Bike doping watchdog '˜wrongdoing' probe
The announcement came as the Daily Mail reported UKAD is investigating Team Sky and Sir Bradley Wiggins over the contents of a medical package.
The newspaper alleges a package was delivered to Team Sky in France on June 12 2011, and it reports that UKAD is looking at what that contained.
UKAD, which is dedicated to protecting a culture of clean sport, did not go into any detail about the allegation it is looking at and mentioned no names.
A spokeswoman for UKAD said in a statement: “UK Anti-Doping is investigating an allegation of wrongdoing within cycling. In order to protect the integrity of the investigation, we will not comment further.”
Adopted Wiganer Wiggins won the Dauphine Libere cycling race on the day the package was reportedly delivered, completing victory in the eight-day event after the final stage from Pontcharra to La Toussuire.
According to documents leaked by Russian hacker group Fancy Bears, Wiggins had a therapeutic use exemption (TUE) for triamcinolone acetonide - a synthetic corticosteroid - which was effective from June 29, 2011. Any use of a banned substance requires an active TUE.
The Daily Mail reports that while British Cycling has not identified the substance in the package, it has indicated it did not contain triamcinolone.
Wiggins and Team Sky have strenuously denied any wrongdoing since it emerged the 2012 Tour de France winner has received six TUEs during his career, insisting each time the exemptions were medically necessary due to asthma and pollen allergies.
A host of major names from world sport have seen hacked personal information released into the public domain recently, although the World Anti-Doping Agency indicated earlier this week that Fancy Bears may have doctored or fabricated some of the medical documents it has released.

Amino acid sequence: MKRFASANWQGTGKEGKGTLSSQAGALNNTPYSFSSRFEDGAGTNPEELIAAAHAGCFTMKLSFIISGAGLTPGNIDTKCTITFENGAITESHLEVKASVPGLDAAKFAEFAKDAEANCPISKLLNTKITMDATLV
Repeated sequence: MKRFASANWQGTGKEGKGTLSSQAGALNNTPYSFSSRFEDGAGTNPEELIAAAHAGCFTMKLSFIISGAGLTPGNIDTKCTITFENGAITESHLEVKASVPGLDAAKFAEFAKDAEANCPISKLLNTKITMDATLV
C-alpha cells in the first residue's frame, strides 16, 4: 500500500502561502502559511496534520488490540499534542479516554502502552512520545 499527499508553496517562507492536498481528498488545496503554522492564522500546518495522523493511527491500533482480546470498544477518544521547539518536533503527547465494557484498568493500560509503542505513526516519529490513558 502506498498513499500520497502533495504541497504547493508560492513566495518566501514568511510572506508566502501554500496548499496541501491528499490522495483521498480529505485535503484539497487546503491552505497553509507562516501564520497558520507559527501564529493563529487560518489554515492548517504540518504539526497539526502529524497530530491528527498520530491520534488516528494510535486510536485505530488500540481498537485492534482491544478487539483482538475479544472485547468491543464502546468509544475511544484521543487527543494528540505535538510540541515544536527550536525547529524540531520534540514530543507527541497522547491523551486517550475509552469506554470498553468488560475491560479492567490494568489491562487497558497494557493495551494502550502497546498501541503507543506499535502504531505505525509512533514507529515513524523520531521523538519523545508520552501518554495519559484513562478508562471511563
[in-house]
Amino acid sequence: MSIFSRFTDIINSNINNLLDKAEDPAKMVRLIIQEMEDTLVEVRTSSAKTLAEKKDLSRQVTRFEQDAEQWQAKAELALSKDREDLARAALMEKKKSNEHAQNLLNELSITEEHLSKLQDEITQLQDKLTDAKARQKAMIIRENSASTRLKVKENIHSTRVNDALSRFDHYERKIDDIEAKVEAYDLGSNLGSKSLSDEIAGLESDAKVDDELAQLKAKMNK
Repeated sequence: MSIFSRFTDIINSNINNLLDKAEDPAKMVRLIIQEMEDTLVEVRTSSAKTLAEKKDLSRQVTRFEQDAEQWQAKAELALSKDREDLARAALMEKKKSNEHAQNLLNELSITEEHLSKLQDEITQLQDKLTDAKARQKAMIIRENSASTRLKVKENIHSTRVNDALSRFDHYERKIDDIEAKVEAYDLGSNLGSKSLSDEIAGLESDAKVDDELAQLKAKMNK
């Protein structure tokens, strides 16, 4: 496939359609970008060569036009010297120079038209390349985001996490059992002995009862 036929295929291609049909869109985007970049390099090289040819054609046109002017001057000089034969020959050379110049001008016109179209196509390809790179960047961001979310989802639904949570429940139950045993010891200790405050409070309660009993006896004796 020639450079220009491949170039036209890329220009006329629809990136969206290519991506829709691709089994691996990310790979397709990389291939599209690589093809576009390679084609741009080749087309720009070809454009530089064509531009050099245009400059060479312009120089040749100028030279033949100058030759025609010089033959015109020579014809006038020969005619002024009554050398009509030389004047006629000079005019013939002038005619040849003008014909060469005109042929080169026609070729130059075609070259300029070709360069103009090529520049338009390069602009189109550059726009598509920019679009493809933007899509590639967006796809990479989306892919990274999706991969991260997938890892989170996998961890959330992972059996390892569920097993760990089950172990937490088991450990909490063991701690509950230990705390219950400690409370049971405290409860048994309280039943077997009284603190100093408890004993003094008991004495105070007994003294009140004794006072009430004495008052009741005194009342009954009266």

American Anti-Doping Agency chief executive Travis Tygart has labelled the Fancy Bears “con artists” after the hackers accused US sports officials of covering up doping.
The Russian group on Thursday released email exchanges that it claimed revealed that “USADA covers up many athletes using prohibited substances”.
Tygart hit back by dismissing the group’s latest release as “desperate” and “malicious. This is just another desperate attempt to distract from the real issue of (Russian) state-sponsored doping,” Tygart told BBC Sport.
He said the Fancy Bears were trying to “smear the reputations of athletes and organisations from around the world who choose to operate with integrity and abide by the rules. They are con artists,” he added. “We are confident that people will see this for what it is: a malicious and illegal invasion of athlete privacy followed by a baseless smear campaign.”
Meanwhile British cyclist Jonathan Tiernan-Locke has alleged he was offered a controversial and powerful painkiller while representing GB at the 2012 Road Cycling World Championships. Tramadol has been on the World Anti-Doping Agency’s monitoring list for a number of years, with concerns over its side effects. Some members of the peloton believe its use has contributed to crashes.
Tiernan-Locke told the BBC: “There was a time I rode the World Championships and we were offered a painkiller called Tramadol. I wasn’t in any pain so I didn’t need to take it, and that was offered freely around. It just didn’t sit well with me at the time. I thought, ‘I’m not in any pain’, why would I want a painkiller?’”
British Cycling sources say the team doctor at the 2012 championships denies the claim.
Tiernan-Locke was the leading British finisher at the race in Limburg, Holland, placing 19th. In a statement, Team Sky on Friday denied any wrongdoing: “Team Sky was contacted by the Daily Mail regarding an allegation of wrongdoing.
“We take any issues such as this very seriously and immediately conducted an internal review to establish the facts. We are confident there has been no wrongdoing.
“We informed British Cycling of the allegation and asked them to contact UKAD, who we will continue to liaise with. Team Sky is committed to clean competition. Our position on anti-doping is well known.”